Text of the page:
Consider the nonlinear circuit shown in Output 19.9.1.
Output 19.9.1: Nonlinear Resistor Capacitor Circuit
The theory of electric circuits is governed by Kirchhoff’s laws: the sum of the currents flowing to a node is zero, and the net voltage drop around a closed loop is zero. In addition to Kirchhoff’s laws, there are relationships between the current I through each element and the voltage drop V across the elements. For the circuit in Output 19.9.1, the relationships are

for the capacitor and

for the nonlinear resistor. The following differential equation describes the current at node 2 as a function of time and voltage for this circuit:

This equation can be written in the form

Consider the following data.
data circ; input v2 v1 time@@; datalines; 0.00007 0.0 0.0000000001 0.00912 0.5 0.0000000002 0.03091 1.0 0.0000000003 0.06419 1.5 0.0000000004 0.11019 2.0 0.0000000005 0.16398 2.5 0.0000000006 0.23048 3.0 0.0000000007 0.30529 3.5 0.0000000008 0.39394 4.0 0.0000000009 0.49121 4.5 0.0000000010 0.59476 5.0 0.0000000011 0.70285 5.0 0.0000000012 0.81315 5.0 0.0000000013 0.90929 5.0 0.0000000014 1.01412 5.0 0.0000000015 1.11386 5.0 0.0000000016 1.21106 5.0 0.0000000017 1.30237 5.0 0.0000000018 1.40461 5.0 0.0000000019 1.48624 5.0 0.0000000020 1.57894 5.0 0.0000000021 1.66471 5.0 0.0000000022 ;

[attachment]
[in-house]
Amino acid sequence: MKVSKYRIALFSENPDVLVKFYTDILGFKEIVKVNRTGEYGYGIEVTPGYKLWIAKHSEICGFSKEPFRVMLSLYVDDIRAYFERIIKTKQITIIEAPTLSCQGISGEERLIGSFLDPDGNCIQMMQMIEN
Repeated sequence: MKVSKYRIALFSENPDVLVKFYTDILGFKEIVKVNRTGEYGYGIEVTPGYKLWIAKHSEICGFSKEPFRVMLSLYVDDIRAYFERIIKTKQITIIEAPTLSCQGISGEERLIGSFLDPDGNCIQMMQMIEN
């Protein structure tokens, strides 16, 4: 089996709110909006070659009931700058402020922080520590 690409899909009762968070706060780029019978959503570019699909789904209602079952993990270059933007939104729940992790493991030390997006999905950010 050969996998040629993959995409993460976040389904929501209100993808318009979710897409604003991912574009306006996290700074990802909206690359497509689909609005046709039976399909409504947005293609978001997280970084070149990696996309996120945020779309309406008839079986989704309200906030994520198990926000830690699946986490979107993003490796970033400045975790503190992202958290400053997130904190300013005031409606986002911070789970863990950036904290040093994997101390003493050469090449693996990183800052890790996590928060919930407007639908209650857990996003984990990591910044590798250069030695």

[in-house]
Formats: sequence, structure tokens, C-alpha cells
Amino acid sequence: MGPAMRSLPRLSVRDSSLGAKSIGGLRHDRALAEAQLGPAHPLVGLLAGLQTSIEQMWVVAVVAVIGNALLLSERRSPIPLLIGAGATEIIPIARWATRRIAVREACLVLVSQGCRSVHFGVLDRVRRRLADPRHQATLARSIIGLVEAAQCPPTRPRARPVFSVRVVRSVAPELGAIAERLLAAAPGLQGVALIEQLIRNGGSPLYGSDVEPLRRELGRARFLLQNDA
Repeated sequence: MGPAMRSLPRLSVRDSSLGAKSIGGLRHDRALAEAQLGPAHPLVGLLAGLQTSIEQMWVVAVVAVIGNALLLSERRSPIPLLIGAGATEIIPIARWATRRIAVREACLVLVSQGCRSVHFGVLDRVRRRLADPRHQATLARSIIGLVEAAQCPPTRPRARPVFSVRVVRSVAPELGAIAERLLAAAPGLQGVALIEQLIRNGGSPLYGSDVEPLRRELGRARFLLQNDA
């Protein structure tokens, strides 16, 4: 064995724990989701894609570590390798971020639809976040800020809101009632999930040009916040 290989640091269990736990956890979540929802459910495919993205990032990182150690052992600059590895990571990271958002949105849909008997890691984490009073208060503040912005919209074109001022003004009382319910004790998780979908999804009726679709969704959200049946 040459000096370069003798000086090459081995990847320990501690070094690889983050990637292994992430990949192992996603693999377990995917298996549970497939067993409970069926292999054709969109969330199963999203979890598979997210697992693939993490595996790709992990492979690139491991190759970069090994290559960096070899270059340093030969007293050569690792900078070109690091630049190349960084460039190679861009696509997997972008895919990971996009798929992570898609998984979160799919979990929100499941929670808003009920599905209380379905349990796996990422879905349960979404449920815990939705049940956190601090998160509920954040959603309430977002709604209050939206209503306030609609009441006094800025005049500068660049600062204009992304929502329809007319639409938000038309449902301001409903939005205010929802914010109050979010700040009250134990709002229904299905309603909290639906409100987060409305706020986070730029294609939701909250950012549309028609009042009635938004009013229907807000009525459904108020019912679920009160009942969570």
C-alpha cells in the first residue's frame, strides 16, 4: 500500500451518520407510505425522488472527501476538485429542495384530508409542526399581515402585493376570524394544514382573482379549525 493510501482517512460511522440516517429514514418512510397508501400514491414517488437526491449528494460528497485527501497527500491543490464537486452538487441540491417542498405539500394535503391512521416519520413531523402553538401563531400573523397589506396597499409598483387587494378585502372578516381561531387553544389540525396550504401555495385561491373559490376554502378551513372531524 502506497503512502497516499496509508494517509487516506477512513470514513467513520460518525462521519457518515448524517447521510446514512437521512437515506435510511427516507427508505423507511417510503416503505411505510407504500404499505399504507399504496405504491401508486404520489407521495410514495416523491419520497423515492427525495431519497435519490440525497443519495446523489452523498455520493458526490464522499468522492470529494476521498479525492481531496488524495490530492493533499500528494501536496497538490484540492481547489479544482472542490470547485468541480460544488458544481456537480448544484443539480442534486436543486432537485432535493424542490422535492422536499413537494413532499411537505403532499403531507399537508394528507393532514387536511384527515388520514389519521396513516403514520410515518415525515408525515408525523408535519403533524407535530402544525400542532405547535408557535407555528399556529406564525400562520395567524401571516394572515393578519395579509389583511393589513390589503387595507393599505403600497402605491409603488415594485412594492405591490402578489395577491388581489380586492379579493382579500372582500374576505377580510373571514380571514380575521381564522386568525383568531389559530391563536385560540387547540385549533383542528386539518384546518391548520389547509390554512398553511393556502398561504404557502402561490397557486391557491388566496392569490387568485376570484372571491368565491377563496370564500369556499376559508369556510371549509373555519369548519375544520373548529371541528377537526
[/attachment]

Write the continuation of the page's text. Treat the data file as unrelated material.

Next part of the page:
You can estimate the parameters in the preceding equation by using the following SAS statements:
title1 'Circuit Model Estimation Example'; proc model data=circ mintimestep=1.0e23; parm R2 2000 R1 4000 C 5.0e13; dert.v2 = (v1v2)/((r1 + r2*(1exp( (v1v2)))) * C); fit v2; run;
The results of the estimation are shown in Output 19.9.2.
Output 19.9.2: Circuit Estimation
Circuit Model Estimation Example 
Nonlinear OLS Parameter Estimates  

Parameter  Estimate  Approx Std Err  t Value  Approx Pr > t 
R2  3002.471  1517.1  <  Biased 
R1  4984.842  1466.8  <  Biased 
C  5E13  0  <  Biased 
Note:  The model was singular. Some estimates are marked 'Biased'. 
In this case, the model equation is such that there is linear dependency that causes biased results and inflated variances. The Jacobian matrix is singular or nearly singular, but eliminating one of the parameters is not a solution in this case.